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In Genius Season 1 Episode 1 at 9:00, Young Albert Einstein defies his teacher by solving the equation on board and states

Natural log of constant multiplied by x equals natural log of one plus v squared. And since v equals y over x. That gives us the final function: x squared plus y squared minus c x cubed equals zero.

What is he talking about?

P.S.

The question was asked first on Movies/TV stackexchange and then on math stackexchange but it was suggested from the members that the question would fare well on physics stackexchange. However if someone considers this question unsuitable for the stackexchange let me know.

Edit:

I am perfectly aware what does the context translates into. What I am asking is whether the equation is known for something. Like "$c^2=a^2+b^2$" instantly make us recall of "Pythagoras Theorem". In the same sense, does the provided context above hold any significant meaning?

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  • $\begingroup$ sounds like an ODE where you substitute for $y/x$ $\endgroup$ – Spine Feast Jun 3 '17 at 22:55
  • $\begingroup$ Is there no special significance of this equation? $\endgroup$ – mathnoob123 Jun 3 '17 at 22:56
  • $\begingroup$ It describes a curve like this wolframalpha.com/input/?i=x%5E2+%2B+y%5E2+-+3x%5E3+%3D+0 ... might be the solution of an ODE arising from some sort of variational problem. You could work backwards from the logarithm equation because presumably they arise from integrating $dx/x = 2v dv/(1+v^2)$ $\endgroup$ – Spine Feast Jun 3 '17 at 23:05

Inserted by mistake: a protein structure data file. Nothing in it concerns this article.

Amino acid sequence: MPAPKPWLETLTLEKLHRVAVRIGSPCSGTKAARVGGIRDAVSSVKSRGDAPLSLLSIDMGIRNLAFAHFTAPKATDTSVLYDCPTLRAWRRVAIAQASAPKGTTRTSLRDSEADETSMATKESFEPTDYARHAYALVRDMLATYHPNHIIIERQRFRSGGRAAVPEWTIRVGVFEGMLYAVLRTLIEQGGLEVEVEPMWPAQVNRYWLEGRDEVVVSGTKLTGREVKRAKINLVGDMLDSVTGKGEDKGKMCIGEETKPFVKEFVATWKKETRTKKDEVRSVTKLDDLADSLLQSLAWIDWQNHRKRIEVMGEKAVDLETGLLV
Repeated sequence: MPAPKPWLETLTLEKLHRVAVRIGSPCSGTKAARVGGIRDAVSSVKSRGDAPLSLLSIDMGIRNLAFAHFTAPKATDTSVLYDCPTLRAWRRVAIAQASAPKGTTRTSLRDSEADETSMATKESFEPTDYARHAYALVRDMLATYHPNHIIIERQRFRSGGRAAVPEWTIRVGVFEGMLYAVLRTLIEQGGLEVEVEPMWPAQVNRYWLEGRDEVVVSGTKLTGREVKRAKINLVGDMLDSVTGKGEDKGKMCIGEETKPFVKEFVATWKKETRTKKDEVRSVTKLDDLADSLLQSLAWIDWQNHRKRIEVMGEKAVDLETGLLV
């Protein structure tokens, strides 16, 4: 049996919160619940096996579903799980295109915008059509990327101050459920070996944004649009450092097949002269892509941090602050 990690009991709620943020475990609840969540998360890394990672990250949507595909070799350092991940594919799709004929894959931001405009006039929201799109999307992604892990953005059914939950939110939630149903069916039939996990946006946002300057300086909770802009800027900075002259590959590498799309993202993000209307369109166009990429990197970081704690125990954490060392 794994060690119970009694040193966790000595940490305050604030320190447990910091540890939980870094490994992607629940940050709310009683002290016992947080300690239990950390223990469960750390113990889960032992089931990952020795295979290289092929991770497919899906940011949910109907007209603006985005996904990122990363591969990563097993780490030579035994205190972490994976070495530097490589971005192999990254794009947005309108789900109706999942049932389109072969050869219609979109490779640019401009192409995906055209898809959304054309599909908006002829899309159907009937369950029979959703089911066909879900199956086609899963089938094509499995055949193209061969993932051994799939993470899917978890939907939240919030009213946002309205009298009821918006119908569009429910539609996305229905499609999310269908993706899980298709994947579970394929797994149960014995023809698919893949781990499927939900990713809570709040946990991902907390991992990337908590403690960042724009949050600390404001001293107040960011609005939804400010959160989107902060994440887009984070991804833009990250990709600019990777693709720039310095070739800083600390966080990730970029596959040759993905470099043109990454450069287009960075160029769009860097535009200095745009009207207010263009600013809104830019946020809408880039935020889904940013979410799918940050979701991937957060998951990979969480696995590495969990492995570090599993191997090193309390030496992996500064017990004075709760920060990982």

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What's described is simple algebra.

Natural log of constant multiplied by x equals natural log of one plus v squared.

So$$\ln(cx)=\ln(1+v^2).$$

And since v equals y over x.

So$$\ln(cx)=\ln\left(1+\left(\frac{y}{x}\right)^2\right).\qquad(1)$$

That gives us the final function: x squared plus y squared minus c x cubed equals zero.

So$$x^2+y^2-cx^3=0,\qquad(2)$$which comes from exponentiating both sides of (1):$$cx=1+\left(\frac{y}{x}\right)^2,$$multiplying both sides by $x^2$:$$cx^3=x^2+y^2,$$and subtracting $cx^3$ from both sides, which gives (2).


Equation (2) looks like (but is not) the spacetime interval invariant:

$$s^2 = −c^2t^2 + x^2 + y^2 + z^2.$$

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  • $\begingroup$ Yes, Genius makes Einstein sound like he's making things up, with little of his physics explanations making sense except generics, and other physics as clueless - except of Mdm Curie, and Einstein's first wife who, contrary to historical research, maybe made sense of it while completing his papers. It depicted Einstein as a coward, not defending his wife vs his mother. It made him seem to be a happy go lucky guy, totally selfish w/o moral depth. I hope, that from what I know of his later life as a deeply moral man, and his early science as genial, that it was just an unwise youthfulness. $\endgroup$ – Bob Bee Jun 4 '17 at 20:20

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